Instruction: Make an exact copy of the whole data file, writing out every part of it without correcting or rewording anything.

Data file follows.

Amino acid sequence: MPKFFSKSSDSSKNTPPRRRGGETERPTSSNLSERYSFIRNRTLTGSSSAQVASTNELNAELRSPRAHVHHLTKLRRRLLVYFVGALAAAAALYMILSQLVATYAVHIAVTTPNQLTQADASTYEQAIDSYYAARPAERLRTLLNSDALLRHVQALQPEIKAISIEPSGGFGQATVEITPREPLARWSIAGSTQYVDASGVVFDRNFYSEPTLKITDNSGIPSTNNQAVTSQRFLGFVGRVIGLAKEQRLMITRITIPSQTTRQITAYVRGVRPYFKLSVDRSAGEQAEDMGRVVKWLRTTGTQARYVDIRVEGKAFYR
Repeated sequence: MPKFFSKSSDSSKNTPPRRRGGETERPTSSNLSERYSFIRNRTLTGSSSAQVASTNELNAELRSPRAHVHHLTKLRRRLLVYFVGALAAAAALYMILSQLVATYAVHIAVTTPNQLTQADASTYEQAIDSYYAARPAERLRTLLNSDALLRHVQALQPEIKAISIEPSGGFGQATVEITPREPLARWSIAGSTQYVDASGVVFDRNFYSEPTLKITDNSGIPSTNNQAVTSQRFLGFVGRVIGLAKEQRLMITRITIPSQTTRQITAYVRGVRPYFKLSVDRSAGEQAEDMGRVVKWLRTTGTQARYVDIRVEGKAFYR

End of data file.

Amino acid sequence: MPKFFSKSSDSSKNTPPRRRGGETERPTSSNLSERYSFIRNRTLTGSSSAQVASTNELNAELRSPRAHVHHLTKLRRRLLVYFVGALAAAAALYMILSQLVATYAVHIAVTTPNQLTQADASTYEQAIDSYYAARPAERLRTLLNSDALLRHVQALQPEIKAISIEPSGGFGQATVEITPREPLARWSIAGSTQYVDASGVVFDRNFYSEPTLKITDNSGIPSTNNQAVTSQRFLGFVGRVIGLAKEQRLMITRITIPSQTTRQITAYVRGVRPYFKLSVDRSAGEQAEDMGRVVKWLRTTGTQARYVDIRVEGKAFYR
Repeated sequence: MPKFFSKSSDSSKNTPPRRRGGETERPTSSNLSERYSFIRNRTLTGSSSAQVASTNELNAELRSPRAHVHHLTKLRRRLLVYFVGALAAAAALYMILSQLVATYAVHIAVTTPNQLTQADASTYEQAIDSYYAARPAERLRTLLNSDALLRHVQALQPEIKAISIEPSGGFGQATVEITPREPLARWSIAGSTQYVDASGVVFDRNFYSEPTLKITDNSGIPSTNNQAVTSQRFLGFVGRVIGLAKEQRLMITRITIPSQTTRQITAYVRGVRPYFKLSVDRSAGEQAEDMGRVVKWLRTTGTQARYVDIRVEGKAFYR